His own conclusion is that the mainstream media "is being held to account as never before by the strong force of individual citizens who won't settle for sloppy research and inflammatory comments without foundation, particularly from those with a wide national reach, such as Rather and Eason."

I had an opportunity to exchange e-mails with Steve Lovelady earlier today, and while the Times could not possibly have known this, his remarks suffer from the context. Our discussion wasn't quite under Chatham House Rules, but I don't want to quote him directly, either. I think I feel safe in saying that his intent did not include all bloggers who wrote critically about Eason Jordan, and he respects the efforts of some even while disagreeing about our take on the controversy. He should have a more complete reaction at CJR sometime soon.

Jeff Jarvis and Steve Lovelady echo what Jim Geraghty asked the blogosphere on February 9th:

I was exchanging emails with another blogger, Paul, who asked the good question, Aside from "forcing" the resignation of Jordan, what is there to accomplish? Can CNN be shamed into behaving better?

The question deserves some thought. What has the goal of the blogs in this case been? In the case of the CBS memos, it was pretty clear to confirm suspicions that the memos were fake, and then squeeze a retraction out of a stubborn network digging in its heels.

A few flaws find their way into the piece. It misses entirely the crucial role played by Hugh Hewitt in generating the momentum in the blogosphere. It tends towards an implication that the blogswarm flew out of control, which I don't think is accurate. The article argues the same allegations that Eason Jordan now denies ever making, and it only presents one side, especially in regards to the death of two journalists at the Palestine Hotel. Jules Crittendon of the Baltimore Sun just rebutted the charges of deliberate murder or even of negligent disregard for safety, as he was embedded with the unit that fired on the hotel. It also mentions Nik Gowing, whom I referenced briefly in my interview with Gallagher, but doesn't mention the connection Gowing has with Jordan through CNNi president Chris Cramer, who has his own record of unsubstantiated allegations.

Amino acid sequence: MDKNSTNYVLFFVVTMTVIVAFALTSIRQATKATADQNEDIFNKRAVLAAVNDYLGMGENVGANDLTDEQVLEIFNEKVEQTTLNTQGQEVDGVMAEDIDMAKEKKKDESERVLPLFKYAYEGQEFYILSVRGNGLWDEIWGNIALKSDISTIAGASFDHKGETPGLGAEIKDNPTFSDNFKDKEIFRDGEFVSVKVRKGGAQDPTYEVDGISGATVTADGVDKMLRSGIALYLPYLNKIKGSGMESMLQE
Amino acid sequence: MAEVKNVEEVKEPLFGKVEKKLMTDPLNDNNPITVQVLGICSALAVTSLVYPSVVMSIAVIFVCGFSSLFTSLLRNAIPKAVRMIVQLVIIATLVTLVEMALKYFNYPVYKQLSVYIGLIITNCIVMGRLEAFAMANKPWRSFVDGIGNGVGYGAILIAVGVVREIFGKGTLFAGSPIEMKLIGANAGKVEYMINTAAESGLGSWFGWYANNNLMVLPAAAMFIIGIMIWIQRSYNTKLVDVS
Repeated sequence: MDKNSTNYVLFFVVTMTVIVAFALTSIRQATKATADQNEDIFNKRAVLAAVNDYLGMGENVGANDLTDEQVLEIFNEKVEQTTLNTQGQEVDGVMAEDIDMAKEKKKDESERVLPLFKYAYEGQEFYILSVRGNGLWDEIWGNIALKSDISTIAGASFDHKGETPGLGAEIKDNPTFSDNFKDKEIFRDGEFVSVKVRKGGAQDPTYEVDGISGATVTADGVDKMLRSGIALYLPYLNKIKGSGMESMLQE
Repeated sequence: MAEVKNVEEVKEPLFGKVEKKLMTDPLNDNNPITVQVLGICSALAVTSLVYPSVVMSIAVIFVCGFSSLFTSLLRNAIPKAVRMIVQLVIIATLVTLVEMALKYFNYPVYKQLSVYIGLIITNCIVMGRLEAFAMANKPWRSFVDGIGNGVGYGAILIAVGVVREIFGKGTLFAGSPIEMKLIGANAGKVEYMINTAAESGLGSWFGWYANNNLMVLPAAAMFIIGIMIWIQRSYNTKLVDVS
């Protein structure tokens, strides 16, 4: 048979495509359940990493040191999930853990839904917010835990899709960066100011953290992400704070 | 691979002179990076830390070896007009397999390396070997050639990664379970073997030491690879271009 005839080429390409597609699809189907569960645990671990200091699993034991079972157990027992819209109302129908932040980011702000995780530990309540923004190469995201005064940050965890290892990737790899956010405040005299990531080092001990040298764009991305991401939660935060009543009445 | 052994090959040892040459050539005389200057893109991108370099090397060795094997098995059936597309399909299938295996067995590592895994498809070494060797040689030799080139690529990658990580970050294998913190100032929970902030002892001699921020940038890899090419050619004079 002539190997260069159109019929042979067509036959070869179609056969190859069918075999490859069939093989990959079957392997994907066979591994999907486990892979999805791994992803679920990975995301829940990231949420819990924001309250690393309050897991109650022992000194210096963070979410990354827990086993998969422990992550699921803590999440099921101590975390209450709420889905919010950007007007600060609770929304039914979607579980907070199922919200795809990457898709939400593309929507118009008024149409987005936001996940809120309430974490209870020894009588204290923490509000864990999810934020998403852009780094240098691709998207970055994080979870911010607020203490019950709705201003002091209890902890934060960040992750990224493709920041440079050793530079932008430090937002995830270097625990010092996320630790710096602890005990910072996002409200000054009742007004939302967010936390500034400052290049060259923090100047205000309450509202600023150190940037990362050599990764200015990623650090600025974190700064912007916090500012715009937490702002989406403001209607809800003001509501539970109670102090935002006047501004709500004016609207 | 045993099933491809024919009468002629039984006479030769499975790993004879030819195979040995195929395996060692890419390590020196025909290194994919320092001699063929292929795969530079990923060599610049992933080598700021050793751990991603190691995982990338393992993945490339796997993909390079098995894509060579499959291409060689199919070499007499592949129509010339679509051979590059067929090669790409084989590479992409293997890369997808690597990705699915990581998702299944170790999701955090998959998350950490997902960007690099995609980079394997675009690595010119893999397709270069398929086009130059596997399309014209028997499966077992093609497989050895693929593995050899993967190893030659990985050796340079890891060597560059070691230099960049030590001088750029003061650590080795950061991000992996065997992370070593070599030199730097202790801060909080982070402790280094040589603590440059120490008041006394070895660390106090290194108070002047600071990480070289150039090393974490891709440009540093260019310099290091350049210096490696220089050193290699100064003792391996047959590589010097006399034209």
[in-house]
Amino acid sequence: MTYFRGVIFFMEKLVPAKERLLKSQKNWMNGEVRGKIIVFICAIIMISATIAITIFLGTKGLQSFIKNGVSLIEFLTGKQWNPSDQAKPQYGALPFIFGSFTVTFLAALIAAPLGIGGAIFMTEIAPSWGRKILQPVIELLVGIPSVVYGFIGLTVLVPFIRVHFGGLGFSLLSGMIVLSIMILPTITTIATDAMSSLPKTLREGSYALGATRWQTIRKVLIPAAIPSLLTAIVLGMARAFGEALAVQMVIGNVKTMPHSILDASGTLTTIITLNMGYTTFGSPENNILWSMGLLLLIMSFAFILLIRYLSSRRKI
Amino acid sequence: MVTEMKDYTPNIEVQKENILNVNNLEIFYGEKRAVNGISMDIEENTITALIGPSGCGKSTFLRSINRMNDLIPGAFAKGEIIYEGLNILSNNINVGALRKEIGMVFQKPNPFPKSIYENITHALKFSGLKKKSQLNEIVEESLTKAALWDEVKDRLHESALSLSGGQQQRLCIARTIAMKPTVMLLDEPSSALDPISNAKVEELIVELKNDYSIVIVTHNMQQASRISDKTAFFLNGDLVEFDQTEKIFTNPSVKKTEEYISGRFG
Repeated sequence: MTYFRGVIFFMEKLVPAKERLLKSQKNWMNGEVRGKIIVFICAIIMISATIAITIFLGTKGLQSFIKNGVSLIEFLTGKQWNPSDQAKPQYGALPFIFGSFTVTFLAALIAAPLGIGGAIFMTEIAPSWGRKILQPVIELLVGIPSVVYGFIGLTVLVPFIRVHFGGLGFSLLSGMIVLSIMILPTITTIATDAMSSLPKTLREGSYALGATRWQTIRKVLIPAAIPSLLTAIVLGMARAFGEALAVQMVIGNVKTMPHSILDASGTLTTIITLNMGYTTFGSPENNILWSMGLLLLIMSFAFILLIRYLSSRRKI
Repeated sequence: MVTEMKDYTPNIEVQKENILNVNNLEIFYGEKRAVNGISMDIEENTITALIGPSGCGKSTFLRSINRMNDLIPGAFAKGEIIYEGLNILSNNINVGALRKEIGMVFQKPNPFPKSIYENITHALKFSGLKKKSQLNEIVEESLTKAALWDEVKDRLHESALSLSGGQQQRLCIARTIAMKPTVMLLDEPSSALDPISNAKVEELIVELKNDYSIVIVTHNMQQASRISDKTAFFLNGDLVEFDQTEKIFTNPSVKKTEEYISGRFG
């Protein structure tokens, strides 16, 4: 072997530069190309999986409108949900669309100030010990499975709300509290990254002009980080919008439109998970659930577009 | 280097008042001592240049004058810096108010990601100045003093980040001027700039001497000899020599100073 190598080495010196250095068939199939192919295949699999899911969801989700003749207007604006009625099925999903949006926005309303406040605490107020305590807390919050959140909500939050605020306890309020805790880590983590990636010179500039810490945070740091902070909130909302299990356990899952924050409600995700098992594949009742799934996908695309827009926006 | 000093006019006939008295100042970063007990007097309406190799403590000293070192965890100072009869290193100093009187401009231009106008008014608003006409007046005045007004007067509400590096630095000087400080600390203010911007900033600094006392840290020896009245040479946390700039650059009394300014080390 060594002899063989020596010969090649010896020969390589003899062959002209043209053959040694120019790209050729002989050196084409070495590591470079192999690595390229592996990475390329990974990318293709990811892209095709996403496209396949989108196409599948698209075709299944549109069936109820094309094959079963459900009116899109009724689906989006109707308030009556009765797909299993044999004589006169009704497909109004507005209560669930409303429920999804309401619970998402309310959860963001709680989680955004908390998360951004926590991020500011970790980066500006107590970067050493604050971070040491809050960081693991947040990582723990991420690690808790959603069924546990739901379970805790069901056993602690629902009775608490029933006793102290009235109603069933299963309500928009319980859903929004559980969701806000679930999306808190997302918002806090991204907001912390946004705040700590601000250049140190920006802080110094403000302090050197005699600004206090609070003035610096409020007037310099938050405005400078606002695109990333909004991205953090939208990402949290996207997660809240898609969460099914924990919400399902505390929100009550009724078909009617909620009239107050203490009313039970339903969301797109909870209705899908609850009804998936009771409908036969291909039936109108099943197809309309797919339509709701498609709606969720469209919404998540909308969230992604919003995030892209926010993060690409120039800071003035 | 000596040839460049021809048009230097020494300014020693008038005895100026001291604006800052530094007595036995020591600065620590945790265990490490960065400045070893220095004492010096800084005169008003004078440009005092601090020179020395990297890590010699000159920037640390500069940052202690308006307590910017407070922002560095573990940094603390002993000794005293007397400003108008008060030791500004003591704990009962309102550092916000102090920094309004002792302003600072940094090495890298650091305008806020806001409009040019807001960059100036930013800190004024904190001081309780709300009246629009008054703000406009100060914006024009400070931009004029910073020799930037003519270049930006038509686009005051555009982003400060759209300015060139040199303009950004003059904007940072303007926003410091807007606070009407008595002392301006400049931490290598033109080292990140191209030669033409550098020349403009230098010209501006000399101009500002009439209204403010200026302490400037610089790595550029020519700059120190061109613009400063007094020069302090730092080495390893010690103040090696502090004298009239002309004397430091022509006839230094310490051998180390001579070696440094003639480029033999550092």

Of course, the Times has limited space in its print edition, and stories have to fit and sometimes suffer for the editing process. However, if these issues were to be brought up, I would have preferred to see their entire context.

Read the entire New York Times piece. It tends towards a warning to the blogosphere to take care not to go off half-cocked, and that may not be a bad message. At least as it pertains to my interview, I feel very well treated in the article and represented fairly, which gives me confidence that everyone else received equally fair treatment. The background will interest bloggers and non-bloggers alike and reminds us that we need to think about the terms of our mission.

NOTE: The Times also provides links back to the blogs it mentions. Nice touch; not all newspapers remember to do that.

UPDATE: Okay, here's one they missed. I updated this because I can't afford the price of silence any longer.

Sphere It Digg! View blog reactions
Posted by Ed Morrissey at February 13, 2005 10:17 PM